World Health Organisation Regional Director for Europe, Dr Hans Herni P Kluge, has alerted that the likelihood that further transmission of the monkeypox virus this summer is “high” and that action is needed to control the “fast-evolving situation”, according to a press release by the WHO.
As of 26 May, there were 257 laboratory-confirmed cases of the virus and 120 suspected cases across the world. The infection is typically mild, and has caused no reported deaths.
In Belgium, there are currently ten confirmed cases of the virus and two additional probable cases, according to data from Sciensano. All infections have been found in men between 28 and 43 years old.
The WHO is warning that “many of the dozens of festivals and large parties planned to provide further contexts where amplification may occur over the coming months.”
Dr. Kluge acknowledges that these events can also be an opportunity to “engage with young, sexually active and globally mobile persons” on the risk of infection.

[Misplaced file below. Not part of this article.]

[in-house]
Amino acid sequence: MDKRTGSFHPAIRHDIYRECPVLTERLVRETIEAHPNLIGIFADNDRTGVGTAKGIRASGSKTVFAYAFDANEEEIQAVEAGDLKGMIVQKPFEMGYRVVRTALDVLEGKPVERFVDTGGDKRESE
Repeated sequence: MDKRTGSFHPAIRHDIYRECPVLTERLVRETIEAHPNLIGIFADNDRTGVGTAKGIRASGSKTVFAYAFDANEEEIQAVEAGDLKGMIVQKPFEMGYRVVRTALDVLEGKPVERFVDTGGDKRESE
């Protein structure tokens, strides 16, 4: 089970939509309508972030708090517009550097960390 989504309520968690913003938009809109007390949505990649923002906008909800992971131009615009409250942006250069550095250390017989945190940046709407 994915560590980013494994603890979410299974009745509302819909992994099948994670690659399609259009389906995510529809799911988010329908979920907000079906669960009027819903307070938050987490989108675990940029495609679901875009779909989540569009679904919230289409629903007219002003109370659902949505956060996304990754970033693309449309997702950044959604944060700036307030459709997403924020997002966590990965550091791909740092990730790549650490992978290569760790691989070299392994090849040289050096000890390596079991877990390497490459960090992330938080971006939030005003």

In spite the fact that the virus was currently being transmitted via “social networks that are connected largely through sexual activity, primarily involving men who have sex with men,” infections have been reported in various communities.
Kluge highlights that the virus is not intrinsically associated with any specific group of people. “The gay and bisexual communities have high awareness and rapid health-seeking behaviour when it comes to their own and their communities’ sexual health. Indeed, we should applaud them for their early presentation to health-care services.”
It is also unknown whether the monkeypox virus can be spread by semen or vaginal fluids, nor whether it remains there.
According to the WHO, Europe now needs an effective response to the virus. According to Dr Kluge, this will not require the same extensive population measures as were needed with Covid-19.
“The virus does not transmit in the same way. But -and this is important- we do not yet know if we will be able to contain its spread in a complete way. For that, we need a significant & urgent reduction in exposures through clear communication, community-led action, case isolation during the infectious period, and effective contact tracing and monitoring,” the WHO chief said.